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Hello and Identification Please


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#21 Guest_HenryV111_*

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Posted 12 November 2010 - 08:29 PM

Thanks Ozric,

I do appreciate your reply.

Henry

#22 Guest_Ozric_*

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Posted 12 November 2010 - 09:00 PM

Henry I noticed on that 'other place' that you now have two different subspecies.

There are different views about this. Personally I am against us breeding tortoises together when this would never occur in nature. There is a possibility of some genetic issues arising and some people think that there are issues about diseases and pathogens. This argument says that tortoises from one area have a natural immunity to things that might me very harmful to another subspecies because that one doesn't normally encounter that organism and has no natural defence. I don't knwo if this has ever been proved.

My personal point of view has more to do with keeping the subspecies the way they are rather than mankind producing all kinds of hybrids like we have with rabbits and many domesticated animals. Tortoises can never be domesticated and will always be wild animals and I personally think we shouldn't mess with their geneitcs. Other people say they are all hermanns anyway. Certainly it is possible for subspecies to interbreed - breeding sucess might be less and the resulting offsrping are not any subspecies at all, but they are hermanns.

#23 Guest_HenryV111_*

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Posted 12 November 2010 - 09:42 PM

Ozric, thanks for your concern.

The way me and the Mrs are feeling at the moment it will not happen.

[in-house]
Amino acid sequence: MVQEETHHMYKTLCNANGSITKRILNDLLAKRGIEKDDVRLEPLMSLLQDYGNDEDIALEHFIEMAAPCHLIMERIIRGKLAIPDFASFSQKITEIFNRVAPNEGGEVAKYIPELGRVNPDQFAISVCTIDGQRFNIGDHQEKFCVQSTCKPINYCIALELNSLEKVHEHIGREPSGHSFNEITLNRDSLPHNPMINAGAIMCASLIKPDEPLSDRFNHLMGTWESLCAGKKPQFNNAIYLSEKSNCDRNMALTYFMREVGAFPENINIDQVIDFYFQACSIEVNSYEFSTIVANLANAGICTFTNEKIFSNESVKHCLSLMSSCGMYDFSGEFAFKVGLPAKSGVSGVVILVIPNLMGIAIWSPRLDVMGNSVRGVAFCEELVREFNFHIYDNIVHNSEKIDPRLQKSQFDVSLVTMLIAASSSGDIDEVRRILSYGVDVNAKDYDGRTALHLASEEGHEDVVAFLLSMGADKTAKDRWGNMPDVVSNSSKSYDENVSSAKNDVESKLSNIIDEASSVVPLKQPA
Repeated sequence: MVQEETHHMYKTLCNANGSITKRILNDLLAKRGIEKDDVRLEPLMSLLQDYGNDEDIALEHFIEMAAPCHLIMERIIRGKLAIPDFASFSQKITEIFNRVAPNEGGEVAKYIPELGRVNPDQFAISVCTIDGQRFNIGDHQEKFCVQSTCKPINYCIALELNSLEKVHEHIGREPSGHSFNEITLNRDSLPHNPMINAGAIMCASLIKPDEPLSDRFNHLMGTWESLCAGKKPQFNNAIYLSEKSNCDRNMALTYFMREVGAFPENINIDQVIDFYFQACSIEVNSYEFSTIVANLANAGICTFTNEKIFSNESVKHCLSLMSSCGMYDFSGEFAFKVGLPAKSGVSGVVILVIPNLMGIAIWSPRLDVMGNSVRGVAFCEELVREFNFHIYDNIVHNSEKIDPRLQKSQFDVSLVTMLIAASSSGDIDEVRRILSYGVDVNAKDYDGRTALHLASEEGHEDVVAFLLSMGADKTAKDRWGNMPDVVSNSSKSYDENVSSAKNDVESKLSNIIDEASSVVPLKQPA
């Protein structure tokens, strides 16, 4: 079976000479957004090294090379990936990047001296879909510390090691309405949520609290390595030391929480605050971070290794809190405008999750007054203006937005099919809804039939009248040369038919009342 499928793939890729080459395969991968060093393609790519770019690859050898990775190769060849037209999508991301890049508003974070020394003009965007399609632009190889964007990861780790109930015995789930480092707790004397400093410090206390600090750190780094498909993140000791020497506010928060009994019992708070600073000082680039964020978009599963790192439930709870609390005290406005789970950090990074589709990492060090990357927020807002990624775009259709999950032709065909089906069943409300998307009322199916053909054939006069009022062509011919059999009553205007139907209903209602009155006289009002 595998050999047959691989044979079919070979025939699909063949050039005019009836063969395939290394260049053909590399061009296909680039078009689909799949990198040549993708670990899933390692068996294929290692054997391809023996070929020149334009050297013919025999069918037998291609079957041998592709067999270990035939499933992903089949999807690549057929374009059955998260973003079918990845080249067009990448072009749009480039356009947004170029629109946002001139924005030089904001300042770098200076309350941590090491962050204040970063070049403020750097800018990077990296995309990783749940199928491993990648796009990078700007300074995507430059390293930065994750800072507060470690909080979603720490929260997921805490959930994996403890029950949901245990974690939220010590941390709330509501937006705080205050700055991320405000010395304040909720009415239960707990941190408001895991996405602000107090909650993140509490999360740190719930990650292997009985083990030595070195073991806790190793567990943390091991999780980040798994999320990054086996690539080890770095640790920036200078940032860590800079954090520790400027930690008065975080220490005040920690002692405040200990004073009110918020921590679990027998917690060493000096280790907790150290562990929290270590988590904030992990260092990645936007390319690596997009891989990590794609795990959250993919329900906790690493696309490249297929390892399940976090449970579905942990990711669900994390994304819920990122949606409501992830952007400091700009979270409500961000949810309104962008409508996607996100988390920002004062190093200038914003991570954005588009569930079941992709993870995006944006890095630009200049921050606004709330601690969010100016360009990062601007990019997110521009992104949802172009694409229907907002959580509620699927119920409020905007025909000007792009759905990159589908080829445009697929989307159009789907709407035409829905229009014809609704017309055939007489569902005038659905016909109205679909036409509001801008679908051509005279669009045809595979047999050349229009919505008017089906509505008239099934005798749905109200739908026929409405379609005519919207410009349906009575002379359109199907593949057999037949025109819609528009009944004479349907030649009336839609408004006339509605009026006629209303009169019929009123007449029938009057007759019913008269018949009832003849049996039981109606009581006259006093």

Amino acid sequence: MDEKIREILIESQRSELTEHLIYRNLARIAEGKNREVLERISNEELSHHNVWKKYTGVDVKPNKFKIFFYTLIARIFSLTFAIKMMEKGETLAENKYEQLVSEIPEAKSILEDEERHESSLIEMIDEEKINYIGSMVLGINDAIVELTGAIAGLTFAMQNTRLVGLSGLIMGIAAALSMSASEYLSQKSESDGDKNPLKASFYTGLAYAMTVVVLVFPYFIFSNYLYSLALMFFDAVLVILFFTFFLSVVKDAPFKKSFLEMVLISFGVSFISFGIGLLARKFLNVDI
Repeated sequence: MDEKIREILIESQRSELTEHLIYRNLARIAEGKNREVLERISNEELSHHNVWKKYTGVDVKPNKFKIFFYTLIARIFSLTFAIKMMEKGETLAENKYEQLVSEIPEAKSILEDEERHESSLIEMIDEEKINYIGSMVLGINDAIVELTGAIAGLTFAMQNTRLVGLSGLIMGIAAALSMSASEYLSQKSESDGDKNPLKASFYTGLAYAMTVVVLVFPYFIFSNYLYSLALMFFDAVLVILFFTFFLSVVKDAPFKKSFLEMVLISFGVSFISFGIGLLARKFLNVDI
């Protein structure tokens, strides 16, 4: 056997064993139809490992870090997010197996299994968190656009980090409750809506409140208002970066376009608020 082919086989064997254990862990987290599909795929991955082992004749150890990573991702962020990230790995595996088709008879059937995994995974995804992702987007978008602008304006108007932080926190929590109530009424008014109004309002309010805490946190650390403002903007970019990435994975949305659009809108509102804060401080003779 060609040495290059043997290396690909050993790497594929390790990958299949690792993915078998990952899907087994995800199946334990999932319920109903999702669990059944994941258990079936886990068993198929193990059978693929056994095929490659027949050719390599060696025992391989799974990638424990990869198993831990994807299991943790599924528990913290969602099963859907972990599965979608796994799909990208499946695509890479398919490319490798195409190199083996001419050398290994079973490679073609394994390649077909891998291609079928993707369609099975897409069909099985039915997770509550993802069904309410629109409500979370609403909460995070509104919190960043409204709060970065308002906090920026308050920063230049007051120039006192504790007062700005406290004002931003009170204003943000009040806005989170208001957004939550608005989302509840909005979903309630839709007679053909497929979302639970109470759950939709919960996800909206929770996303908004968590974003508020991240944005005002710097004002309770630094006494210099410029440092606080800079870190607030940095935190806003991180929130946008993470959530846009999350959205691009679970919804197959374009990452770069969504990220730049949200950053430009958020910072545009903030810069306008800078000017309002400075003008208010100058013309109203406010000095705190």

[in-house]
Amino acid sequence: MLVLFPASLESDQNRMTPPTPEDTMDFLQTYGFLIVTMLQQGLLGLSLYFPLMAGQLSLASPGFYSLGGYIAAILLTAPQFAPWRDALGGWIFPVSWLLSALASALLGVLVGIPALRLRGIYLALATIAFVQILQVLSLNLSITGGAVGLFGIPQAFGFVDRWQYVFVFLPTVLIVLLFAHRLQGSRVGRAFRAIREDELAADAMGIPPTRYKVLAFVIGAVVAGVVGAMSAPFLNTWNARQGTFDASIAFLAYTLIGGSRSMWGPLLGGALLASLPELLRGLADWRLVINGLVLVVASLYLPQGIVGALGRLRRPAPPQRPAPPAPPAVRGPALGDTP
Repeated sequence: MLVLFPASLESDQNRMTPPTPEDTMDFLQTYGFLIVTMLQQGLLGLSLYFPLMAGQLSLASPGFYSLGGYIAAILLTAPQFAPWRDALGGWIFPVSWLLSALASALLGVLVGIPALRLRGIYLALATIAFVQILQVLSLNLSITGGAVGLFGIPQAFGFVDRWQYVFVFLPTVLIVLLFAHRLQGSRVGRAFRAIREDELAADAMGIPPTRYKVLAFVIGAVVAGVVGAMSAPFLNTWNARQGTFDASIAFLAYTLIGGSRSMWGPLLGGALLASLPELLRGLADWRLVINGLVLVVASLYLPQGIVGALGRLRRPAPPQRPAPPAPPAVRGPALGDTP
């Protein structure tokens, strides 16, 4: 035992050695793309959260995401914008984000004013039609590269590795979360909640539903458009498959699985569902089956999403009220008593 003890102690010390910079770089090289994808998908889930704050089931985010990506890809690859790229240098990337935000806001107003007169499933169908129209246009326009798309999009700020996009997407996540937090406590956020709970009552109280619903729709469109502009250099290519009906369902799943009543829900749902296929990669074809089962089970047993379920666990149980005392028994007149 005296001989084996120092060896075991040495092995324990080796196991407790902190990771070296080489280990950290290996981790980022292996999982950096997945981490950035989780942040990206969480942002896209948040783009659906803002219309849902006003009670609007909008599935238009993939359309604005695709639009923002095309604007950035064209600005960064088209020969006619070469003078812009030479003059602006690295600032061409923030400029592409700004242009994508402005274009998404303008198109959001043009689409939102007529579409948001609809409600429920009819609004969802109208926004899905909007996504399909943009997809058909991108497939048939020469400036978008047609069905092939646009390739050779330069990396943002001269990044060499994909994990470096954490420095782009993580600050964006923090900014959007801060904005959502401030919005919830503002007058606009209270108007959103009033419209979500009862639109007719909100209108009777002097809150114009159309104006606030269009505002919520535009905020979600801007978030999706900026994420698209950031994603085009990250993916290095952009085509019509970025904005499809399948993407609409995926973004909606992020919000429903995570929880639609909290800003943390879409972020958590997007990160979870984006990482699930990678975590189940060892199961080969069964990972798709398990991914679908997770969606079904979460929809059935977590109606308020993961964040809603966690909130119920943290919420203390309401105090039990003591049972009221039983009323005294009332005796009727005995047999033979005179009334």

We will more than likely get another male and at least one female of each subspecies that we have if we do decide to breed later on, but it is nice to find out as much info as we go along before we do make mistakes.

I cannot see any reason (been new to keeping tortoises) for the two females we have at the moment to be housed together though, they have been for the last 4 months by the previous owner, and they seem to get on together until we get an outside or alternative enclosures sorted.

Henry





#24 Guest_Ozric_*

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Posted 13 November 2010 - 09:53 PM

Henry it's great to hear you thinking about possibly doing some tortoise breeding some time. Once the male is sexually mature he can be a right pest to any female he can get near. Or for that matter an old boot or anything remotely resembling a tortoise. The pester problem is reduced if the keeper has far more females than males and it is also possible for one male to keep numerous females' eggs fertile. For these reasons adult female tortoises will often be considered far more valuable than males.

Quite often when tortoises are offered for sale, the person selling really does not know what subspecies they have. If you are interested in maybe breeding tortoises later on you might want to get an exact ID on the tort before you hand over any cash. Just in case the tortoise turns out not to be the subspecies claimed for it although the seller may be acting in good faith.

#25 Guest_HenryV111_*

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Posted 14 November 2010 - 07:44 AM

I hear what you are saying Ozric,

Could of done with this advice last week. Thanks again.



#26 Guest_cyberangel_*

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Posted 22 November 2010 - 10:12 AM

Just wondering what swiss watches have to do with tortoises?

#27 Guest_HenryV111_*

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Posted 22 November 2010 - 06:47 PM

Maybe they are both slow at keeping time?
excl.gif


#28 Guest_Hettie_*

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Posted 22 November 2010 - 08:03 PM



I think folks I have just deleted SPAM! laugh.gif
Although it was a pity some of the links towards time were ....'second' to none!

Paula x





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